This easy sauteed kale is the quickest and easiest way to prepare kale. It comes out tender with tons of garlic flavor and without any bitterness. Plus it only takes 10 minutes.
Sauteing kale is perhaps the fastest way to cook kale that still results in flavorful, tender, and delicious kale. This specific kale recipe is made with crispy garlic, red pepper flakes, and a touch of vinegar for one truly incredible kale recipe.
Kale has been one of my top-five veggies for about the past 5 years running now. Once you get past its somewhat bitter flavor profile, you'll find it just has a great texture, mouthfeel, and taste that is complemented by a variety of flavors. It cooks up fast and it doesn't get all slimy like spinach sometimes can. It goes great with other leafy greens as well or is great on its own.
Any way you slice it (and I recommend a rough chop!) Sauteed Kale really knocks it out of the park for me, and I have a feeling this recipe will do the same for you too. Even if you're reluctant to try kale or have been in the past, I call this recipe, with all of the garlic and red pepper flakes a "gateway" recipe into incorporating kale into your diet for good.
How do you make Sauteed Kale?
After chopping the kale, you'll heat the olive oil, garlic, and red pepper flakes over medium-high heat.
Then, when the garlic begins to ever-so-slightly brown and becomes fragrant, add the kale. Stir to coat the kale in the oil, garlic, and red pepper flakes.
Now, add the vegetable broth and cover the pan with a lid. Let the kale cook for an additional 4-6 minutes or until the kale is bright green and tender.
Finally, take off the lid and add the red wine vinegar, salt, and pepper. Cook just another 1-2 minutes, or until most of the liquid has evaporated. Season as needed and enjoy!
What Makes Kale Healthy?
Kale is a nutrient-dense superfood superstar! What makes it so healthy? Let's dig in!
- Kale is low in calories and carbs, and contains 3 grams per serving of plant protein power.
- It has vitamins A, K, C, B6, B1, B2, and B3.
- Minerals include calcium, copper, potassium, magnesium, iron, phosphorus, and manganese.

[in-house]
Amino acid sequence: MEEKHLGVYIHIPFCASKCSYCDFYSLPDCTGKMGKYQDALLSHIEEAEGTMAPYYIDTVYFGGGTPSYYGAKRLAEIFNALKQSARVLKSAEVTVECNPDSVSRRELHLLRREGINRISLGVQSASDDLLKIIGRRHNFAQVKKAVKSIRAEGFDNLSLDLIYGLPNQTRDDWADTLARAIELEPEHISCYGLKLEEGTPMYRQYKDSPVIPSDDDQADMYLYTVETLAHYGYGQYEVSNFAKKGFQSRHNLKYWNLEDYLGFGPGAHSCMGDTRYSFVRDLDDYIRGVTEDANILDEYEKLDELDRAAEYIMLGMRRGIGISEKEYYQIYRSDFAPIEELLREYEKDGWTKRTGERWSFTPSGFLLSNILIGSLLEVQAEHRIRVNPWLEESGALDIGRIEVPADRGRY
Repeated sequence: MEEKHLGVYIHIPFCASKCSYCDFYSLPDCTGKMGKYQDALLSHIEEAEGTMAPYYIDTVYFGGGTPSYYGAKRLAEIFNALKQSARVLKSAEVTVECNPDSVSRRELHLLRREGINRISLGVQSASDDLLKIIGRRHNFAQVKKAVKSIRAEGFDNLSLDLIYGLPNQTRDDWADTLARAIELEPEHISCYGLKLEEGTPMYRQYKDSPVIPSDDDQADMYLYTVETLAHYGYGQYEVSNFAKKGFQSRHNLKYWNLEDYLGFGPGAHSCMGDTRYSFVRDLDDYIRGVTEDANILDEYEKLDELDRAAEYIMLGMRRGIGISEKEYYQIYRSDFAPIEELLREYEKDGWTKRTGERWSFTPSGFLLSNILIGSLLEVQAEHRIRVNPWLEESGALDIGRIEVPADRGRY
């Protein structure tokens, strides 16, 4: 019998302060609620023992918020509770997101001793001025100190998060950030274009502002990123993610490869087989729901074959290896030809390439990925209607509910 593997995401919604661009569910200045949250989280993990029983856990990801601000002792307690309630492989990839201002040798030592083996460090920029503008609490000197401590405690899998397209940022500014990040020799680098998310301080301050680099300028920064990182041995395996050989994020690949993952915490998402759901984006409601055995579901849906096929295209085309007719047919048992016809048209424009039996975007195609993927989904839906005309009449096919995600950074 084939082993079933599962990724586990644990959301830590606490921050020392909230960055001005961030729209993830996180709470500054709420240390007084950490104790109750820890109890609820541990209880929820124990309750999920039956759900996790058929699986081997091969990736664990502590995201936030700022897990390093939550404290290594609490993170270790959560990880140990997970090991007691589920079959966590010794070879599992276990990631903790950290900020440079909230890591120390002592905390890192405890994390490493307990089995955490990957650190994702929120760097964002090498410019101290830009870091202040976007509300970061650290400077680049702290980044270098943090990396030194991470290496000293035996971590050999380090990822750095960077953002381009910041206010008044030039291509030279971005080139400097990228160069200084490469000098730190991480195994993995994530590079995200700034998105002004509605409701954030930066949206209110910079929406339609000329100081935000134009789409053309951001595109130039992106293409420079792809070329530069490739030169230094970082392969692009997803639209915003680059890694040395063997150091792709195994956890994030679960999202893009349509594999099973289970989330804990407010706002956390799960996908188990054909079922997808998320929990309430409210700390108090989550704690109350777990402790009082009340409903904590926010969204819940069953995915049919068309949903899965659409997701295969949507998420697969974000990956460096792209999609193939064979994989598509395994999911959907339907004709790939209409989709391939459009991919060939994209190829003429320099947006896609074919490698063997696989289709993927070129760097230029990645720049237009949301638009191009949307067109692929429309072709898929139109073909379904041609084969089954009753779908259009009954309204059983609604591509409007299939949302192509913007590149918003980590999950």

- Kale contains an Omega-3 fatty acid: alpha linolenic-acid, which is a great source of heart health and can help reduce your "bad" or LDL cholesterol. This acid is also found in walnuts and flaxseeds.
- It's a diabetes-friendly, high-fiber vegetable that can also help lower your risks of certain types of cancers as well.
How many varieties of kale are there?
It may sound like there are lots of kinds of kale but there really are only three: curly kale, red kale, and black kale. Then, inside of those three types are a few other varieties.
So first, curly kale has bright green leaves that are really curly, probably the kale that you are used to seeing in the store and is often used as a garnish.
Next is red kale that has crinkled leaves like black kale but has red or purple stems. It's sometimes called Red Russian kale as well.
Finally, there's black kale, which is crinkled more than curly and has long, flat, green-blue leaves. This is also called Tuscan or Lacinato kale, and the kind I prefer to use in this dish.
What are the side effects of eating kale?
There is such a thing as too much of a good thing. Like anything in life, you need variety. So, while as much as I love kale, I can't eat it every day, all the time, because…it also has some unwelcome side effects.
Kale is a great source of fiber, but too much of it can cause some bloating, constipation, stomach pain, or other stomach and digestive issues.
Can I add bacon to sauteed kale?
One of the most popular ways to cooked hearty greens is with bacon. To cook your kale with bacon, start by cooking a few pieces of center-cut bacon. Cook them in a hot pan until crispy. Remove the bacon and set aside.
Then cook the greens in the bacon grease left behind in the pan, following the same directions below. Essentially you are just swapping out the olive oil and cooking in the bacon fat instead.
Finish the dish with the crumbled crispy bacon pieces.
There are lots of ways to customize this recipe and make it your own. Consider
- Finish the dish with freshly grated Parmesan cheese and lemon juice.
- Leave off salt and swap in soy sauce for the vinegar to give the dish some umami flavor. Top with sesame seeds.
- Change up the spices, leaving off the red pepper flakes and adding fresh or dried herbs like thyme, rosemary, or oregano.
- Swap in different flavors of vinegar for slightly different flavors. Try balsamic vinegar, apple cider vinegar, or rice vinegar.
- To add even more flavor, saute a shallot with the garlic or a quarter of an onion.
More Kale Recipes
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* Percent Daily Values are based on a 2,000 calorie diet. Your daily values may be higher or lower depending on your calorie needs.
The Nutritional Values provided are estimates only and may vary based on the preparation method.
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